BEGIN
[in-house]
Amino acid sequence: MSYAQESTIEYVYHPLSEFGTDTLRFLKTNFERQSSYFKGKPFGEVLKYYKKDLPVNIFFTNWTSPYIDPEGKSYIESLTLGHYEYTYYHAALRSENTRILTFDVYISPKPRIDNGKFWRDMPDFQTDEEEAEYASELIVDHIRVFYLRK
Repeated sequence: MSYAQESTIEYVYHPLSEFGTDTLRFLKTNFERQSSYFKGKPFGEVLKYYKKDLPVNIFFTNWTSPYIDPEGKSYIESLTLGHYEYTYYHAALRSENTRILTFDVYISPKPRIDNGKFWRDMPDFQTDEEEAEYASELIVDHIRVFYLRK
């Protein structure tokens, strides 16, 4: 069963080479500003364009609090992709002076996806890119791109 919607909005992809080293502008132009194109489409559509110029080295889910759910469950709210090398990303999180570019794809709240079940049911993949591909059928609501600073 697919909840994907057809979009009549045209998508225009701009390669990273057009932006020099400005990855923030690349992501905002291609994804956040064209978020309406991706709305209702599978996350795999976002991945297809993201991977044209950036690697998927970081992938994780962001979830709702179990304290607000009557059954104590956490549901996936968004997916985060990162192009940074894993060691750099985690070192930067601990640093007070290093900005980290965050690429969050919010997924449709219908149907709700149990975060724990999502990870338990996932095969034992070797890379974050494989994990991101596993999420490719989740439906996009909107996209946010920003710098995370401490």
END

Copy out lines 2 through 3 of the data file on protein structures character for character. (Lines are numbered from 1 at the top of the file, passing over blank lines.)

Amino acid sequence: MSYAQESTIEYVYHPLSEFGTDTLRFLKTNFERQSSYFKGKPFGEVLKYYKKDLPVNIFFTNWTSPYIDPEGKSYIESLTLGHYEYTYYHAALRSENTRILTFDVYISPKPRIDNGKFWRDMPDFQTDEEEAEYASELIVDHIRVFYLRK
Repeated sequence: MSYAQESTIEYVYHPLSEFGTDTLRFLKTNFERQSSYFKGKPFGEVLKYYKKDLPVNIFFTNWTSPYIDPEGKSYIESLTLGHYEYTYYHAALRSENTRILTFDVYISPKPRIDNGKFWRDMPDFQTDEEEAEYASELIVDHIRVFYLRK